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Jeff Dayrit asks: I’m currently on a Ceepo Mamba and decided to train for Cebu 70.3 next year. I’m using the Mamba on the road geo (seatpost in normal position) and short aero bars.
Was looking at pictures of Mako and have seen it on both seatpost positions.
Which setup do you use for half-IM distance? Does riding the Mamba on fast forward make you run fresher after? Do you have a dedicated road bike that you ride for training and group rides now that you’re racing on the Katana?
My concern is that this is my only non-mountain bike and want to keep riding on one setup instead of changing between road rides and tri racing.
Have to make a decision on 1. Whether to keep the Mamba and set it up in regular or fast forward or 2. Sell the mamba and get a real tri bike (which I’m not sure I would like to do usual long/group rides on).
The Ceepo Mamba was one of the most comfortable bikes I’ve ever ridden. I don’t know if I could have done all those long miles in Nuvali otherwise for my full ironman.
What people don’t know is that there were actually two “Mako” bikes built. The first one was a size S that I used for the latter quarter of 2013. That one had the fast forward seatpost position. The second one was a size XS built just before Challenge Philippines and also used for Challenge Roth (full IM distance) and Ironman 70.3 Philippines. That one had the regular seatpost position.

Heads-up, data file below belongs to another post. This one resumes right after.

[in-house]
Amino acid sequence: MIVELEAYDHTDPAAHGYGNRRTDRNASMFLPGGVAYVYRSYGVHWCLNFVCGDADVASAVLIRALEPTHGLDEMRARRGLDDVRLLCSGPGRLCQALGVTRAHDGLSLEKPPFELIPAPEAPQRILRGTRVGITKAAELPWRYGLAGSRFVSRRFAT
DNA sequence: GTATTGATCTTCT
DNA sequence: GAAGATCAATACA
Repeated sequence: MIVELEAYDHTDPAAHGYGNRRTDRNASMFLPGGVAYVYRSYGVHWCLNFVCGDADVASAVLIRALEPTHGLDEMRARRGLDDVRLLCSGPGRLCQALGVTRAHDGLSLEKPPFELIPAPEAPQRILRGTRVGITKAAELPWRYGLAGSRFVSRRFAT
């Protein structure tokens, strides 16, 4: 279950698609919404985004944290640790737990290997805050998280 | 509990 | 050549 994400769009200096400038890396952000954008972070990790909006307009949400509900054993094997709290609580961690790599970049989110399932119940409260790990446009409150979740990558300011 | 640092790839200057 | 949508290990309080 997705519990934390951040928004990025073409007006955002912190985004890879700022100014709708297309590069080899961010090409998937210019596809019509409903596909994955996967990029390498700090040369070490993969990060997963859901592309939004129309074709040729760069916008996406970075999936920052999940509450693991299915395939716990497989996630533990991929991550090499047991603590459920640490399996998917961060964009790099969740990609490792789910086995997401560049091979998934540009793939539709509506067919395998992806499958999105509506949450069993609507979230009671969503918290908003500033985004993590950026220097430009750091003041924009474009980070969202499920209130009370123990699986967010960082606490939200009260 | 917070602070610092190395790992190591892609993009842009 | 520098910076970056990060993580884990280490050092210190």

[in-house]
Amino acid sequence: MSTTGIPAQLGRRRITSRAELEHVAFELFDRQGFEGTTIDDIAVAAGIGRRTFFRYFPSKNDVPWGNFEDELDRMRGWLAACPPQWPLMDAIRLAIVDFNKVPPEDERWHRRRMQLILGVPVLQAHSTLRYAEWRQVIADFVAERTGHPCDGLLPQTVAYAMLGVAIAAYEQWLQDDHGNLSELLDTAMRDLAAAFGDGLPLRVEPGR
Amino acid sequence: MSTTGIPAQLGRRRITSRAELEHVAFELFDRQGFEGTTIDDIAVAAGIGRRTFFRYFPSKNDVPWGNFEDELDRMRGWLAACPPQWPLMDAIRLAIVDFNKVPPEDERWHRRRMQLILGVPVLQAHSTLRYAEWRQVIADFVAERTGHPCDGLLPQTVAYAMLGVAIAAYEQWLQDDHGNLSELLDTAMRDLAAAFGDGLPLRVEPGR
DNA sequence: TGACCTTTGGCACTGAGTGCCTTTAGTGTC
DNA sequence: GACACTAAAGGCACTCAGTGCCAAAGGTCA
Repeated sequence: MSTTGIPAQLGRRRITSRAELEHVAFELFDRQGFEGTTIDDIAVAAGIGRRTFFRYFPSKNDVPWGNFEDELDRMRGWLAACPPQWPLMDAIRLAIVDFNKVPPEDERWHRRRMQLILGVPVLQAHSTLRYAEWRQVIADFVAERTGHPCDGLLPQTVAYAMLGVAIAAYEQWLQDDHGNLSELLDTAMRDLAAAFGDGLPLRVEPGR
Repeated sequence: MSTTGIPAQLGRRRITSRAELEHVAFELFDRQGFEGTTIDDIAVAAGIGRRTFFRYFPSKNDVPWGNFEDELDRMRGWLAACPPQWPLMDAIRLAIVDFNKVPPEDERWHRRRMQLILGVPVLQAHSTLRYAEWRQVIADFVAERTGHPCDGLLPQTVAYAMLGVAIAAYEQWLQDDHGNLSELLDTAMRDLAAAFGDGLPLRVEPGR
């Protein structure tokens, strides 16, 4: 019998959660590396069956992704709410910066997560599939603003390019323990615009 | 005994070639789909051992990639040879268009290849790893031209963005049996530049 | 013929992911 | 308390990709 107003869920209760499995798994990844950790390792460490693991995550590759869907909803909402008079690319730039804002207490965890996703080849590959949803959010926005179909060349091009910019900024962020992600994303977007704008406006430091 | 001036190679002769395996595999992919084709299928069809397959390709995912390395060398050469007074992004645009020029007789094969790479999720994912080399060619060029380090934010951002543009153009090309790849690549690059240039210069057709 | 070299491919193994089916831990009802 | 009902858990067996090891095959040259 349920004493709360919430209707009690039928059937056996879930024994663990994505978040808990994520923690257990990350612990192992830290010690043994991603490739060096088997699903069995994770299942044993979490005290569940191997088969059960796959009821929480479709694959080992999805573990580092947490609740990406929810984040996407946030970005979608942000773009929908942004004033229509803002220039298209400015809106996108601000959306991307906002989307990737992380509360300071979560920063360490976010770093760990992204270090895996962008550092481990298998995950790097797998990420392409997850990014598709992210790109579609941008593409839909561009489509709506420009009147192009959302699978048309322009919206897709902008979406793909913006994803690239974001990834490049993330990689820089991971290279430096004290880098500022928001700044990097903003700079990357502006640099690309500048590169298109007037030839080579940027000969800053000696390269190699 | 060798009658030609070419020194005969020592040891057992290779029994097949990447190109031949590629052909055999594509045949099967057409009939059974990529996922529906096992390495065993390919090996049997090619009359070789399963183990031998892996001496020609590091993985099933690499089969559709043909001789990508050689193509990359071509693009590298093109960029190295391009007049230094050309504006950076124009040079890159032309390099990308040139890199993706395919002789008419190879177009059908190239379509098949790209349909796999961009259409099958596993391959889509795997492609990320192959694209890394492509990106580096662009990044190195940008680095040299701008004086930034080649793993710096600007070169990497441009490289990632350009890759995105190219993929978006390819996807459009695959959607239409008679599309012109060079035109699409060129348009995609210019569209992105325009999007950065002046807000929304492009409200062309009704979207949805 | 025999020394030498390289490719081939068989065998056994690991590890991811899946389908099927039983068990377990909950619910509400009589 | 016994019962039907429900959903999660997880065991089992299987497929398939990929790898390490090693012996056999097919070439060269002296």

Either way, the Mamba would still have a more aggressive frame geometry than a road bike. I’ve always ridden with a triathlon fit (one optimized for aerobars), even when on a road bike.
According to my bike fitter, some experienced athletes (like Coach Ani de Leon Brown) ask to have their bike fits for their tri bikes made LESS aggressive when they train for Ironman distance. This is for greater comfort so they can do the mileage needed.
The Ceepo Mamba is already in itself a tri bike (usually marketed to ITU athletes). I’ve seen it set up with drop bars as well as tri base bars and aerobars. I’ve trained and raced on it with dropbars and clip-on aerobars, and seriously the only advantage of the basebars is that they are more aerodynamic and you can shift while you’re in aero position. When in group rides, the drop bars are still the best and safest.
I don’t have a road bike right now because I have no space for it, but there’s a reason people with tri bikes also often end up buying a second road bike.
If I were you and only had space or budget for one bike, keeping the Ceepo Mamba is hard to beat :) It will carry you well throughout your Cebu bike split and the training you’ll need to get there.